When a law-abiding demolition expert is duped by a gang of criminals into helping them he is caught and jailed. When he is released he goes straight and then notices a leading citizen in ... See full summary »
Charm, intelligence and success in criminal career doesn't prevent Paris Pitman Jr. to start doing ten years in prison, in the middle of the Arizona desert. However, those years should pass quickly because of a $500,000 loot previously stashed away. New idealistic warden would only make Pitman think of getting his fortune even sooner. He starts to manipulate everyone to achieve his goal.Written by
Dragan Antulov <firstname.lastname@example.org>
A scene was shot where Miss Jessie Brundidge runs away from the prison completely naked, after having had her clothes torn off piece by piece over the course of the prison riot. Although two images from the shooting of this scene exist, proving that it was indeed shot, it was never a part of the final, finished film for U.S. release, and nor was it ever reinstated for either the VHS or, later, DVD release of the film. Whether the scene was ever added to any of the international releases of the film, however, is unknown. See more »
This is an interesting black comedy, from Joseph Mankiewicz, about the gullibility of man, and how greed can corrupt anyone. Henry Fonda is a lawman, in typical Fonda-style (before WARLOCK and the spaghetti westerns changed his image). He is a firm support for law and order. However, he has been shot and left lame by Warren Oates, a drunken outlaw. He may have to retire as a result sooner than he expected.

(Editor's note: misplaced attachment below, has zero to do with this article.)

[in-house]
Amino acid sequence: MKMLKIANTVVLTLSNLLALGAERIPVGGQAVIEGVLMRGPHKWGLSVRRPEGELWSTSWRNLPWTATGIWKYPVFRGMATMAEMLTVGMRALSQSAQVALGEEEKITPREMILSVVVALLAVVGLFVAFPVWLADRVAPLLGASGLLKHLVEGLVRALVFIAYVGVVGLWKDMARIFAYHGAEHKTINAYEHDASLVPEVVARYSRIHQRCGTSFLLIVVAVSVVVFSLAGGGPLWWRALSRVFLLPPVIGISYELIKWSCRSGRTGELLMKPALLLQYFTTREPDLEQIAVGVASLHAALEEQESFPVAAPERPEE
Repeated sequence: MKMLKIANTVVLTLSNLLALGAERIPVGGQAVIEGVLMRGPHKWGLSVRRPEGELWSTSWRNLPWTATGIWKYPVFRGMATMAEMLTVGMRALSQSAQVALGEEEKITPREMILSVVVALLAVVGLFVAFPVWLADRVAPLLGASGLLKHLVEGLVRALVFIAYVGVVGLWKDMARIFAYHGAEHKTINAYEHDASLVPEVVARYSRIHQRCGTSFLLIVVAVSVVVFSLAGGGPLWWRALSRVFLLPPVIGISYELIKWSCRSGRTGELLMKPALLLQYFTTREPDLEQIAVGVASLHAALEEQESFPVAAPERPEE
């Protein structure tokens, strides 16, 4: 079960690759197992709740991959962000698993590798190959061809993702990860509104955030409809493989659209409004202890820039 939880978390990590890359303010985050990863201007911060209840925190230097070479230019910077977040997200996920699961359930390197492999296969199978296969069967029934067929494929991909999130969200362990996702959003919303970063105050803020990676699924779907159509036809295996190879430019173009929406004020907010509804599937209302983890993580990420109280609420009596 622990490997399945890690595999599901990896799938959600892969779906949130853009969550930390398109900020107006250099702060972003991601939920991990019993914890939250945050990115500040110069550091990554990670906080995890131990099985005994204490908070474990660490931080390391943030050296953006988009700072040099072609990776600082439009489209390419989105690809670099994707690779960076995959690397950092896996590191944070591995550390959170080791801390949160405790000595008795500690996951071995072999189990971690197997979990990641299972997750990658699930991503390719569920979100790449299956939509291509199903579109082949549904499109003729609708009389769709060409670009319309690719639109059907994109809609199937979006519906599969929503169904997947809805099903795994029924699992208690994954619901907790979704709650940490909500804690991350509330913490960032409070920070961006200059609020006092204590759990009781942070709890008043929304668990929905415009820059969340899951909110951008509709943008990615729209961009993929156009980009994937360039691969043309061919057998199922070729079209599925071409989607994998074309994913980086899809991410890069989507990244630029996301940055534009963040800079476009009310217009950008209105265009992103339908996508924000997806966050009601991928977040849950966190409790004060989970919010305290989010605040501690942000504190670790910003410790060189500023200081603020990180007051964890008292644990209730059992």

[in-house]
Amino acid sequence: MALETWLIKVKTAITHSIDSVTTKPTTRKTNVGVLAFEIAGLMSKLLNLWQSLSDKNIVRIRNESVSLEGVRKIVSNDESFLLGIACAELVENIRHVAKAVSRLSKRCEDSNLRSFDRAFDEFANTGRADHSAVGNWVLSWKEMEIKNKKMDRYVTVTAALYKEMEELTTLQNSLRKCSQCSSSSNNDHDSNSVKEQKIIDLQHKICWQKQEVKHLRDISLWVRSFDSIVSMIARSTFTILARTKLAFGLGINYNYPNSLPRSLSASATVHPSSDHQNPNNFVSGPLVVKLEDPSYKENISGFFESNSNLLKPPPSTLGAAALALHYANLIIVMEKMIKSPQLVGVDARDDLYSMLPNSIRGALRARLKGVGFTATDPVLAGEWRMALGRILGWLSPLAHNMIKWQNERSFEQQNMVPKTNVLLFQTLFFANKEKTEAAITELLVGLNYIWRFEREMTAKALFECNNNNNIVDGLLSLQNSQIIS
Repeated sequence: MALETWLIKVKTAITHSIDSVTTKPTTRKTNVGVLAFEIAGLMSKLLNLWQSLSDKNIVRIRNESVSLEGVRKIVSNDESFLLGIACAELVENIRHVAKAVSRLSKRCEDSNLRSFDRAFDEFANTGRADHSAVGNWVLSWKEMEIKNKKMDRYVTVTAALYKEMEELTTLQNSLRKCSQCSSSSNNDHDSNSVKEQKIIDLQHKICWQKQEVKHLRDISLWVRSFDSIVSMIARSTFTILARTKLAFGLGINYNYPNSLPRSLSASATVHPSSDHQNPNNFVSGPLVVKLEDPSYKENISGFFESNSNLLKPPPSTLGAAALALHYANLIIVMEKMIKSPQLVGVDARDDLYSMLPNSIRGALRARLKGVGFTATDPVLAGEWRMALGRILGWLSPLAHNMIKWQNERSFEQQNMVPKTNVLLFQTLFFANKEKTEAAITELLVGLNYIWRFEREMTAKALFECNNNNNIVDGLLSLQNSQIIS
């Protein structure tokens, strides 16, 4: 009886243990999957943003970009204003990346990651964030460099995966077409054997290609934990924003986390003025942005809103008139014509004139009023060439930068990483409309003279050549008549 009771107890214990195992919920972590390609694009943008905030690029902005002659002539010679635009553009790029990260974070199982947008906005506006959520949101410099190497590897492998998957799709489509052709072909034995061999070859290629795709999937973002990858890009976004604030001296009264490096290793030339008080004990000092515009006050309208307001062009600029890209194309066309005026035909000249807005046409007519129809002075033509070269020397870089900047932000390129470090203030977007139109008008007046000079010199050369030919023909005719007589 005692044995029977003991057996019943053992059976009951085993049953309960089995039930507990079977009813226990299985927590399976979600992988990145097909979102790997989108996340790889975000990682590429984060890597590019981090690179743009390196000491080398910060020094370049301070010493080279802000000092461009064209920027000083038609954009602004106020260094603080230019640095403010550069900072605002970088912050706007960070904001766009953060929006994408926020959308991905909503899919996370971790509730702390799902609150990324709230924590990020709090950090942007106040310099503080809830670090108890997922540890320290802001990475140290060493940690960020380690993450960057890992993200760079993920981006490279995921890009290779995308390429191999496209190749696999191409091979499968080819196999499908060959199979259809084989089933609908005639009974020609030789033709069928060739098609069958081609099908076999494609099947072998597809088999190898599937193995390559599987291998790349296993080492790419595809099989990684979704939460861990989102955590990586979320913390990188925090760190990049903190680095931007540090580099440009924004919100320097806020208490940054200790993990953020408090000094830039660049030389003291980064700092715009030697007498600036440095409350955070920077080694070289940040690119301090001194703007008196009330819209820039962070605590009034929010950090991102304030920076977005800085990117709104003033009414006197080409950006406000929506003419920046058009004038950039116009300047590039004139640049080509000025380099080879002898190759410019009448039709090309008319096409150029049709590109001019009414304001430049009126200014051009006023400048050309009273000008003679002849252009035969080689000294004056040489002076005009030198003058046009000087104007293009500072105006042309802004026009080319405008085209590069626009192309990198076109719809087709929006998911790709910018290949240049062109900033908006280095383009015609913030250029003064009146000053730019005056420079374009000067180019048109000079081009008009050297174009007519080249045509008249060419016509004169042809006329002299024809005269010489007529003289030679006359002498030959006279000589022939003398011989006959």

At the start of the film we watch how Kirk Douglas (Paris Pitman) has robbed the home of Arthur O'Connor with his gang. They are killed off in one way or another. Pitman escapes with the money, and hides it in a hole full of rattlesnakes. But later he is captured. Pitman is sent to territorial prison, where he meets Oates, Burgess Meredith (as the legendary Missouri Kid), Hume Cronym and John Randolph (a pair of swindlers who are also a gay couple), and others. The warden is Martin Gabel, who soon makes it clear that if Douglas wants to be out sooner he needs the warden as a partner. But in a riot Gabel is killed, and Fonda is appointed the new warden.
Fonda tries to reform the prison, improving facilities and setting up an honor system. Douglas, the total cynic, sneers at all this, and makes his own plans. He is not going to rot for two decades or so in prison while a fortune awaits for him. So he starts plotting to get out, and Fonda keeps watching to counter his plotting.
I won't add anything else, but in the end one wonders if Paris Pitman's view of mankind is the truth of us all or not. The film has wonderful sharp comedy, including the comic put-downs of Cronyn when undercutting the pompous Randolph, and when one sees scenes like Burgess Meredith taking his first bath. I strongly recommend this film to fans of unusual westerns.
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